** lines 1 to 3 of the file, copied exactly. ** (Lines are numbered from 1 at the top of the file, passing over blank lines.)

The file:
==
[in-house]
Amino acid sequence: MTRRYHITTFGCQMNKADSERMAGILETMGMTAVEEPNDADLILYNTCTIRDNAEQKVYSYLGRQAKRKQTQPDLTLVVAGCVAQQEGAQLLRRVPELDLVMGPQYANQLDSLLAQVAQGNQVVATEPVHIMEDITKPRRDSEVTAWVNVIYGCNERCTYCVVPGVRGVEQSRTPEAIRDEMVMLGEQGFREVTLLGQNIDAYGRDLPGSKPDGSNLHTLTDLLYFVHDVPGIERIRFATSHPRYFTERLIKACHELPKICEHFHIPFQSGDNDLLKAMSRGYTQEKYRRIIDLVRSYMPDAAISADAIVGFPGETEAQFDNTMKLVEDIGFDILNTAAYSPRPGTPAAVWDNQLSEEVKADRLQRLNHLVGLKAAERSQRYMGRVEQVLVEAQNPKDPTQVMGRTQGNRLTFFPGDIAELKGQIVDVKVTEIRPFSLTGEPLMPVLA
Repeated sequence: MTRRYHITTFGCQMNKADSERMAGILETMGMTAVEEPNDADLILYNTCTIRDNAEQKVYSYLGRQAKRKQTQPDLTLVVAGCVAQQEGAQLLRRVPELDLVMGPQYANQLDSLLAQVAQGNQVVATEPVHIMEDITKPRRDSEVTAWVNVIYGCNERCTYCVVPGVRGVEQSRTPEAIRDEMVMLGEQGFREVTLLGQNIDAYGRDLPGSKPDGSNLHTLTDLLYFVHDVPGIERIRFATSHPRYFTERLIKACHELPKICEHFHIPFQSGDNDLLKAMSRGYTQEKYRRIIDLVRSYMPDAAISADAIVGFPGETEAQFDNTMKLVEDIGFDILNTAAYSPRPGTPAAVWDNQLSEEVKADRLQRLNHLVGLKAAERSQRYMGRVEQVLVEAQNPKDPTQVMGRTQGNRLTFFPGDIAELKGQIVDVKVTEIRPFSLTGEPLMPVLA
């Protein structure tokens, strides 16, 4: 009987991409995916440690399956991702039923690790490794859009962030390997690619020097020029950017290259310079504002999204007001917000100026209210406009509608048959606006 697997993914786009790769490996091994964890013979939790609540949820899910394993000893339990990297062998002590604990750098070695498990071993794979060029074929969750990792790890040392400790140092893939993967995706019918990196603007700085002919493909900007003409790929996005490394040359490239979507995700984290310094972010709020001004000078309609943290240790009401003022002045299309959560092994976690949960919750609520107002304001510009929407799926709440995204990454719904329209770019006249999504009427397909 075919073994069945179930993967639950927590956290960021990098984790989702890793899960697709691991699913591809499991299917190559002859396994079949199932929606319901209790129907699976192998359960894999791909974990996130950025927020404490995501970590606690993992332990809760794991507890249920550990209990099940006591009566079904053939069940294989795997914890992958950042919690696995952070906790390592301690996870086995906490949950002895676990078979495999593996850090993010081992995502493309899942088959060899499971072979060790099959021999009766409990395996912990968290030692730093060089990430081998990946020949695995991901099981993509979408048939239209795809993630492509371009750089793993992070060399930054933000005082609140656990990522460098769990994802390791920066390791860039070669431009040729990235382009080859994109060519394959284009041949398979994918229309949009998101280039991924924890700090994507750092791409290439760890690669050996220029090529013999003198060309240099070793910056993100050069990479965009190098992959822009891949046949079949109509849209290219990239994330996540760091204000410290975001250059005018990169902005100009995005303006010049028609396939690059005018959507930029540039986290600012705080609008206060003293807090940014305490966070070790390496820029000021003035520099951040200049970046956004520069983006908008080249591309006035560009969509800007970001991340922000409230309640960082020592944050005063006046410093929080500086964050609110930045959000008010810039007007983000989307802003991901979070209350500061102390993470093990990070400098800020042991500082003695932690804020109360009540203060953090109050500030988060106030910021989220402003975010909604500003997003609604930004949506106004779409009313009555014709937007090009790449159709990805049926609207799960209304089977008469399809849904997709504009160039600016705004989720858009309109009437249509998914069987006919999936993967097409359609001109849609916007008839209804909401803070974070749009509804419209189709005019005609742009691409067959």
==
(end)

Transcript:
[in-house]
Amino acid sequence: MTRRYHITTFGCQMNKADSERMAGILETMGMTAVEEPNDADLILYNTCTIRDNAEQKVYSYLGRQAKRKQTQPDLTLVVAGCVAQQEGAQLLRRVPELDLVMGPQYANQLDSLLAQVAQGNQVVATEPVHIMEDITKPRRDSEVTAWVNVIYGCNERCTYCVVPGVRGVEQSRTPEAIRDEMVMLGEQGFREVTLLGQNIDAYGRDLPGSKPDGSNLHTLTDLLYFVHDVPGIERIRFATSHPRYFTERLIKACHELPKICEHFHIPFQSGDNDLLKAMSRGYTQEKYRRIIDLVRSYMPDAAISADAIVGFPGETEAQFDNTMKLVEDIGFDILNTAAYSPRPGTPAAVWDNQLSEEVKADRLQRLNHLVGLKAAERSQRYMGRVEQVLVEAQNPKDPTQVMGRTQGNRLTFFPGDIAELKGQIVDVKVTEIRPFSLTGEPLMPVLA
Repeated sequence: MTRRYHITTFGCQMNKADSERMAGILETMGMTAVEEPNDADLILYNTCTIRDNAEQKVYSYLGRQAKRKQTQPDLTLVVAGCVAQQEGAQLLRRVPELDLVMGPQYANQLDSLLAQVAQGNQVVATEPVHIMEDITKPRRDSEVTAWVNVIYGCNERCTYCVVPGVRGVEQSRTPEAIRDEMVMLGEQGFREVTLLGQNIDAYGRDLPGSKPDGSNLHTLTDLLYFVHDVPGIERIRFATSHPRYFTERLIKACHELPKICEHFHIPFQSGDNDLLKAMSRGYTQEKYRRIIDLVRSYMPDAAISADAIVGFPGETEAQFDNTMKLVEDIGFDILNTAAYSPRPGTPAAVWDNQLSEEVKADRLQRLNHLVGLKAAERSQRYMGRVEQVLVEAQNPKDPTQVMGRTQGNRLTFFPGDIAELKGQIVDVKVTEIRPFSLTGEPLMPVLA